On the day I’m writing this, my small group will meet for dinner, study and prayer. I don’t think this will surprise you, but I rarely sign up to bring food, instead I’d rather prepare the Bible Study. We’re finishing up our study of Acts and I loved one commentary’s take on Acts 28:30-31:
“There is no end to the story. Why? Because the same story is repeated again and again throughout history of the church. Trusting in Jesus, relying on the power of the Holy Spirit and the guidance of the Father, the word of God will continue to spread without hindrance and continue to change lives for the glory of God. The Book of Acts really is a never-ending story.”
The Book of Acts really is a never-ending story.
If you’re familiar with the Jesus Storybook Bible, this reminds me of the language the author uses for the story of Eden and God’s love for us being never ending, always and forever. And we’ve joined that story. Sometimes excitement and awe wash over me and I have to pinch myself.
Other times, I read chapters like the two we read for today (in Expectations and Burnout: Women Surviving the Great Commission written by Robynn Bliss and Sue Eenigenburg) and remember this is hard. All the different players involved and areas for different expectations and tensions and I wish there was a tidier end to the story.
In the chapter on sending agencies, I starred, underlined, and wrote “yes” on basically every page. Which is to say, if you haven’t, read it. One of the phrases that jumped out to me was, “sending agencies have the opportunity to create both freedom and accountability through clarity.” I know represented in our ranks we have so many wonderful organizations who are committed to the call as well. I also know there are some not so great. Sigh. I wish that weren’t true.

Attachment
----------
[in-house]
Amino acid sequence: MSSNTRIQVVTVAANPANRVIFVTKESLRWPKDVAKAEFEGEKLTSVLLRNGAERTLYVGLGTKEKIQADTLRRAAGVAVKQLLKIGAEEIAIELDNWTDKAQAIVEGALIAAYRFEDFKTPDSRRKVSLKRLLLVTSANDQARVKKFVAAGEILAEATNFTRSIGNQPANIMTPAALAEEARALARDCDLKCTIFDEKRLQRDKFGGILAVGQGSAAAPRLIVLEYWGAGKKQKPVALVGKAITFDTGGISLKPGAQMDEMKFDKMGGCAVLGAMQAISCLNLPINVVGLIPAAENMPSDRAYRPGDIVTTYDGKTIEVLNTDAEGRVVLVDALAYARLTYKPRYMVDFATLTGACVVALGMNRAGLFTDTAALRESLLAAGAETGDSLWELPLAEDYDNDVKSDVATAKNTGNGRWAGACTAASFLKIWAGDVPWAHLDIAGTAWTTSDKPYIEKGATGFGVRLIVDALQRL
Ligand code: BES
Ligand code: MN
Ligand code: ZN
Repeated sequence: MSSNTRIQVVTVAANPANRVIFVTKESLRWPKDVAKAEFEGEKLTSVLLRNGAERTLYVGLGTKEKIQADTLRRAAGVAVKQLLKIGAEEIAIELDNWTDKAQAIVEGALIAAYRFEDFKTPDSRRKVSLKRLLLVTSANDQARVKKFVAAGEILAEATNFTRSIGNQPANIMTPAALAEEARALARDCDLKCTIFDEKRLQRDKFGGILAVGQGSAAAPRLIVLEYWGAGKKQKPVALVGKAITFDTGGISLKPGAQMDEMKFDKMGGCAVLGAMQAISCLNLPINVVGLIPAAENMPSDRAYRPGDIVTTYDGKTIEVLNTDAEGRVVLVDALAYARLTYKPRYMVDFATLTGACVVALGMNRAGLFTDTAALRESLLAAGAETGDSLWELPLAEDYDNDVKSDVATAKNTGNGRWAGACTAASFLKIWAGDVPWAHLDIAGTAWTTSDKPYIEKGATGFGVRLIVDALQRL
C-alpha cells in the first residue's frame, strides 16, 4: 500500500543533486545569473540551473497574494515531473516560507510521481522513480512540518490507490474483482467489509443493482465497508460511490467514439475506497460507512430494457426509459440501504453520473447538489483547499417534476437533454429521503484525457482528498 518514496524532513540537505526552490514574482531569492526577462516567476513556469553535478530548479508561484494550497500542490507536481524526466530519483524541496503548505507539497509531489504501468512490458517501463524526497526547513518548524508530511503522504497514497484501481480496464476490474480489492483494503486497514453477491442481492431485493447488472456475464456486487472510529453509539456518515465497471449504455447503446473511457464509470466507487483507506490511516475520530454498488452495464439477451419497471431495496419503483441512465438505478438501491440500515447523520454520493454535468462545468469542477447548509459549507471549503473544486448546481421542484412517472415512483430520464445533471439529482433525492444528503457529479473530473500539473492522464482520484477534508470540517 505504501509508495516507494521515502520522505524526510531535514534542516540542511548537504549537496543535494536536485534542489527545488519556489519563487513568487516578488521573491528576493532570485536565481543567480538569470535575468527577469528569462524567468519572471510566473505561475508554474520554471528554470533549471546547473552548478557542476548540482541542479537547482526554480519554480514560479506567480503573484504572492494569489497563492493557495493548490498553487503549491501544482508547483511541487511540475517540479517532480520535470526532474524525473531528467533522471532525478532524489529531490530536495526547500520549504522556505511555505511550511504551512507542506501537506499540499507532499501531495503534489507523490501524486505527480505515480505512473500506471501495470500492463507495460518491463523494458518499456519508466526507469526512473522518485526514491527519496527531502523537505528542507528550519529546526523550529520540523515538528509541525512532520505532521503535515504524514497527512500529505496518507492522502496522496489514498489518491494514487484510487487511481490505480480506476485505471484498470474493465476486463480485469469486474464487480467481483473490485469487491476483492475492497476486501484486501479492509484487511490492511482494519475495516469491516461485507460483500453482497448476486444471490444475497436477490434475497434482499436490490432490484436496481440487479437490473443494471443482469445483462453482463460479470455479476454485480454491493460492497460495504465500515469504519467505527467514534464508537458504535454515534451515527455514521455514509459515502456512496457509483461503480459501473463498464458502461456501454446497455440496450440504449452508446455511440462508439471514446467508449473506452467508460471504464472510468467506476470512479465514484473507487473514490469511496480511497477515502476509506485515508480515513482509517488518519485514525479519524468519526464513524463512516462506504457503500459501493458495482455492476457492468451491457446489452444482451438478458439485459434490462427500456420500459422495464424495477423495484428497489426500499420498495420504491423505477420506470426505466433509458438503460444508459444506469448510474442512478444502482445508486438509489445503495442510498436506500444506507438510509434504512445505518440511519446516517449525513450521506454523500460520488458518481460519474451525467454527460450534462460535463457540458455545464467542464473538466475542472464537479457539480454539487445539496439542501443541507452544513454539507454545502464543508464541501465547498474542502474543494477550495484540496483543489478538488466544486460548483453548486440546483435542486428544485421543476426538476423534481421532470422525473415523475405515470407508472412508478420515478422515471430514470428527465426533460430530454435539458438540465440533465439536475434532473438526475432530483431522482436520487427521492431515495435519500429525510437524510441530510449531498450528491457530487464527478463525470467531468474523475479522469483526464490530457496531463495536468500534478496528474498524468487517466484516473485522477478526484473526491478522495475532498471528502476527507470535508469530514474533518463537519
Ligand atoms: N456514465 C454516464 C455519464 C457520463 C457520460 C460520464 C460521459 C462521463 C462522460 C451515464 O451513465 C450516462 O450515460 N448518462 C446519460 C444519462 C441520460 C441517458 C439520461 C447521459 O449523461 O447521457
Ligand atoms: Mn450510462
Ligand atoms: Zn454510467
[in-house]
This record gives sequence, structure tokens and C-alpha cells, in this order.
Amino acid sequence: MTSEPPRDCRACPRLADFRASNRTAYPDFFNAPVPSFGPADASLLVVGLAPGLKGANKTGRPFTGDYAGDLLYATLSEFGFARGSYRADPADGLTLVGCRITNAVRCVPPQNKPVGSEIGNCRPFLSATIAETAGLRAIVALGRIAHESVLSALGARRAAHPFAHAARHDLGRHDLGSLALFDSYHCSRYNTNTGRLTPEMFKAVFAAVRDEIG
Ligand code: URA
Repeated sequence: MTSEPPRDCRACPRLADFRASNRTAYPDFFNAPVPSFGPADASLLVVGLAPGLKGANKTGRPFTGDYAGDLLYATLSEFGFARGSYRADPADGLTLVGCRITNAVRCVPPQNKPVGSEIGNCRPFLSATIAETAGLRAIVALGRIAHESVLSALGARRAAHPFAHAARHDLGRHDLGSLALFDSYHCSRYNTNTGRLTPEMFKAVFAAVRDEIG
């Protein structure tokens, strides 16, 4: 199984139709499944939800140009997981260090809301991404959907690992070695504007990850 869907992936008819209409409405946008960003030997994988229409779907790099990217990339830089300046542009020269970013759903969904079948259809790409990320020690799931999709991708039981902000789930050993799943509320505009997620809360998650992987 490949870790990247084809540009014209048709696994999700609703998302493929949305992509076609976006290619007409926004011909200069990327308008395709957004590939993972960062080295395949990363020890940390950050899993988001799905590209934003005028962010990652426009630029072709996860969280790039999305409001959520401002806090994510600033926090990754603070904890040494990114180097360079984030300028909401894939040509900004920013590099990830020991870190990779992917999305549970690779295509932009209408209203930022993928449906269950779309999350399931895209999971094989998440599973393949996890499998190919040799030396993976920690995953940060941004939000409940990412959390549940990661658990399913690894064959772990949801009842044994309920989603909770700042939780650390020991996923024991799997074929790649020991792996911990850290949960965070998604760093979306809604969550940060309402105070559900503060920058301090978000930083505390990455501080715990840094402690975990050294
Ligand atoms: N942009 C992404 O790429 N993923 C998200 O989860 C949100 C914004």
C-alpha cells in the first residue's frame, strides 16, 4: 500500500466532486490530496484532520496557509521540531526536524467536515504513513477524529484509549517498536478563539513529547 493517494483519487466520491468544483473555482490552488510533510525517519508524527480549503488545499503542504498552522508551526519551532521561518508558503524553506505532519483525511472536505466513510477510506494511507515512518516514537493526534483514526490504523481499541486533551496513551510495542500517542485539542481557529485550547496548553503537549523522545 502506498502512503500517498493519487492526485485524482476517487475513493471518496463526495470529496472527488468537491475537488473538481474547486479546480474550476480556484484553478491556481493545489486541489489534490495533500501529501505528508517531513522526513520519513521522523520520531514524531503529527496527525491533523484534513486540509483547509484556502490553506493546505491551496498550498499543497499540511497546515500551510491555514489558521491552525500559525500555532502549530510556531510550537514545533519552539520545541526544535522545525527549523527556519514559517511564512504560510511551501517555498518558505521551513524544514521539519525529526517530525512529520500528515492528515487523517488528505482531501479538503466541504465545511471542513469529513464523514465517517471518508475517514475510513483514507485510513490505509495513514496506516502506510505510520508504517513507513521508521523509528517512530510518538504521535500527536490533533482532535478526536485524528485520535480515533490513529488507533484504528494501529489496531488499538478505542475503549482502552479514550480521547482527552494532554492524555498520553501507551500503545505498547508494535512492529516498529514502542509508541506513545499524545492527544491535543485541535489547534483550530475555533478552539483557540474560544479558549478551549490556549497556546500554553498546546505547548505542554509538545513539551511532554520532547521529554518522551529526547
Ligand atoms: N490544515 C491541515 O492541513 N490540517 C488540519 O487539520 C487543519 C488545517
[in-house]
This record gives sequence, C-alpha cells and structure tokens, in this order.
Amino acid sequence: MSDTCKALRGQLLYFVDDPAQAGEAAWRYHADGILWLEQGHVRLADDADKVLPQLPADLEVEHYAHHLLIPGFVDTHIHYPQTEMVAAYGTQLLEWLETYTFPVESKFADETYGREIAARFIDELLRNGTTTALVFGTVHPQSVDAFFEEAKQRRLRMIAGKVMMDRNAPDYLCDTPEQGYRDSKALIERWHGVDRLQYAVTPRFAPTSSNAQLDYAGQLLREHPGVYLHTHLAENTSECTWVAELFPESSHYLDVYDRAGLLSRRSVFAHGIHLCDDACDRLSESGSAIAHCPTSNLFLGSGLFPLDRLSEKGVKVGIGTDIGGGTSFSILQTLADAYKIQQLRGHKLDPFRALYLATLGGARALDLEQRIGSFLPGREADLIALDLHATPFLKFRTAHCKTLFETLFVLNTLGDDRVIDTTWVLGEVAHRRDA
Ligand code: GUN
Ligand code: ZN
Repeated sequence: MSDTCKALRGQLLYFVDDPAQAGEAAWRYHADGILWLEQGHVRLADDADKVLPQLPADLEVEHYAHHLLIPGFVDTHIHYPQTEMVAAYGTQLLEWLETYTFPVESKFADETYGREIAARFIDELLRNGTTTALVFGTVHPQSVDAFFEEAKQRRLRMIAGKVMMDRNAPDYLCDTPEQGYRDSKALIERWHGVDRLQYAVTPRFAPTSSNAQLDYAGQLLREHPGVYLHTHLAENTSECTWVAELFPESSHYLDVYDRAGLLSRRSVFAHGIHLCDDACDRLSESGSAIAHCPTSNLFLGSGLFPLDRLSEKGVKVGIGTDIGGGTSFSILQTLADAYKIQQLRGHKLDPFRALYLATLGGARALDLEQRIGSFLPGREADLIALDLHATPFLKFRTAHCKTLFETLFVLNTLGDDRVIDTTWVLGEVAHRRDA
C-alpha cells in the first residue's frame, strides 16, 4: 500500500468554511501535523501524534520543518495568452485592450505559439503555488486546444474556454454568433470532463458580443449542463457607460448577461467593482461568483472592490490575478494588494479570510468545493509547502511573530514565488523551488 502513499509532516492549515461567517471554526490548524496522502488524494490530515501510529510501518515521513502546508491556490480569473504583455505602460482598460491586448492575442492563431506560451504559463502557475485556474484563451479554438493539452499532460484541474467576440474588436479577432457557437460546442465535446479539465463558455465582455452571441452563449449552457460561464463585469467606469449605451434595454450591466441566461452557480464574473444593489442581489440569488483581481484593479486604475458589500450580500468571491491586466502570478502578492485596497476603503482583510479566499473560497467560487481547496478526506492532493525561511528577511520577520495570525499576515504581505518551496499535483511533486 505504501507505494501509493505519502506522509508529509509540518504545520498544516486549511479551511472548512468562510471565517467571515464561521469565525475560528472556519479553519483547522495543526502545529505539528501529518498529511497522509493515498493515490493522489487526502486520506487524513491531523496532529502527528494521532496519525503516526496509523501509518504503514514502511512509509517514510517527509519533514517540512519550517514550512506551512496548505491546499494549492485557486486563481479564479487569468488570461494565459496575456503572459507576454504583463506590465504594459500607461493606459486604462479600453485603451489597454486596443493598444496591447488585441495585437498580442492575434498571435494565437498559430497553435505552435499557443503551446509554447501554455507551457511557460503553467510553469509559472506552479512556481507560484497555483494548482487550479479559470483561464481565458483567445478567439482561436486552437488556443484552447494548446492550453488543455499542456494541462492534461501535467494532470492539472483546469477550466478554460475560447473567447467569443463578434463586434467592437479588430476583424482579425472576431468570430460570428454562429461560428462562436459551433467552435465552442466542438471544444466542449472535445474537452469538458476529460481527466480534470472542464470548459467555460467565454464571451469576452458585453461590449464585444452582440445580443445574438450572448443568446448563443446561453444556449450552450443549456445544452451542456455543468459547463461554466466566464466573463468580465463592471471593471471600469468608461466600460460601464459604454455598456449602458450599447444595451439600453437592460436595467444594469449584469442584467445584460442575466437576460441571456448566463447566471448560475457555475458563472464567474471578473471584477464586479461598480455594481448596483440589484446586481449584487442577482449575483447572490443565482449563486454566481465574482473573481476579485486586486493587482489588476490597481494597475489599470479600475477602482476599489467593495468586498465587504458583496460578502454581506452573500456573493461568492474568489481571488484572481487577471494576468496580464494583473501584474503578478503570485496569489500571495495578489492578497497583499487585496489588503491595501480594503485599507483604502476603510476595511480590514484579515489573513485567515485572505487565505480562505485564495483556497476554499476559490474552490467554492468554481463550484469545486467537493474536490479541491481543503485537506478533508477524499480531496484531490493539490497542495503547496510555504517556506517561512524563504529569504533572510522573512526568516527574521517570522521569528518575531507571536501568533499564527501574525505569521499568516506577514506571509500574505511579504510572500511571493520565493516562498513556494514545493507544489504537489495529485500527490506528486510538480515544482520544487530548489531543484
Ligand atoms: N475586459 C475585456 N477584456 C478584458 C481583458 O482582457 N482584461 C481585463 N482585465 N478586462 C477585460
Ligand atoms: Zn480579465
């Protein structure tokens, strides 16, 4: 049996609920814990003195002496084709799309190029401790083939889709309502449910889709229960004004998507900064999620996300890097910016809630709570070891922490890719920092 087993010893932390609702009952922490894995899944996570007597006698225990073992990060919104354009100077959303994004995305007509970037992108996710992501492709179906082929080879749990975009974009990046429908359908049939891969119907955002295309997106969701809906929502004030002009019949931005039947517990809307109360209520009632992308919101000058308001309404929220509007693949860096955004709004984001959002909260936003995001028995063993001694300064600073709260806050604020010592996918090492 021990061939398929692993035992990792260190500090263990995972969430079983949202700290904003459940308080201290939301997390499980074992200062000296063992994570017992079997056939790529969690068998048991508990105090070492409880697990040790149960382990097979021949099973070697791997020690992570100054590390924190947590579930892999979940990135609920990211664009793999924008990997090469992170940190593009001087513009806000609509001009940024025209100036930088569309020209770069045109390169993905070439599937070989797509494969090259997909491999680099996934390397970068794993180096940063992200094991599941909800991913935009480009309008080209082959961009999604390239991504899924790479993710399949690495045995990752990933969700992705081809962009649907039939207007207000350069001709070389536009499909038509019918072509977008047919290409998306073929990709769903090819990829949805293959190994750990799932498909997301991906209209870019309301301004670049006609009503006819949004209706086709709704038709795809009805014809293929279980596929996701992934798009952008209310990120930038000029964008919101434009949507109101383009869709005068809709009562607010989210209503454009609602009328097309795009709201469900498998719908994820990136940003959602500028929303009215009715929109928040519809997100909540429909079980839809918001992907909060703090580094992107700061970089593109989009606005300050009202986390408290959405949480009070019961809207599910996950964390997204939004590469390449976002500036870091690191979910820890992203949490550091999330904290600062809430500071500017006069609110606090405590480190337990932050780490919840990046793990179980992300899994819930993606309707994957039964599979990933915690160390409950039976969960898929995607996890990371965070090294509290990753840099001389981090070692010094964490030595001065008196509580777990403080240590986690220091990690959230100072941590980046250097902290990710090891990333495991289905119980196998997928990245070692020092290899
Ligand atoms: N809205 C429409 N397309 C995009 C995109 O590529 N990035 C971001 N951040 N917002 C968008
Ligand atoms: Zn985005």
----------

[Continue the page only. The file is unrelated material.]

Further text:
But doesn’t the idea of freedom and accountability resonate with you? Freedom within standards. Standards that are broad enough so that one person or marriage or family doesn’t have to be like others. Freedom not to live in fear that we are disappointing someone (maybe we don’t even know who the “someone” is) or not living up to the unspoken standards.
Yes, freedom balanced with accountability.
Sounds so … Godly? doesn’t it? Grace and Truth.
As I read this, I wondered what your experience with communicating with your organization has been like? If you’re married do you have you own voice? Does it need to go through your husband? How are you each heard as individuals and as a couple? If you’re single, how are you heard by your organization?
I don’t think we’ll get to this at other points in the book, so I’ll bring it up here: housing and the single. Just this week as I sent out a letter to my supporters and was sharing about Connection Groups and the upcoming retreat, I got a long response from someone I’d been on a summer team in the early 90’s. She wrote at great length about how housing influenced one experience. For the most part, I’ve had my own space. How are housing decisions made in your organization? For couples, families, and singles?
I wanted to put the chapter on sending organizations with sending churches. In this day and age, I think it’s not only sending churches but also individuals. Again, a massive range exists for all of us reading this. Some are fully funded by a denomination, others by a group of churches or by one church. Some have a combination of churches and individuals and some are in a second career and are self-funded while have a solid prayer team. I have just stated the obvious, you’re welcome :).
I wanted to flesh all of this out because I can see why these can be complex subjects to write about given the amount of variables. I’m impressed that Sue was able to pack so much into such a short space. This stood out to me in the chapter: “Some women, according to the survey, think that they are expected by their churches to thrive spiritually, but are also concerned they have be occasionally judged as unspiritual if they return home or suffer extreme discouragement or burnout.”
Preach it sister. I know we’ve barely dipped out toe in these subjects. So let’s keep talking in the comments. What stood out to you or was stirred in you?
P.S. Next week we have the treat of author Sue sharing with us! We’ll be back to the book and our expectations of our co-workers after Easter.
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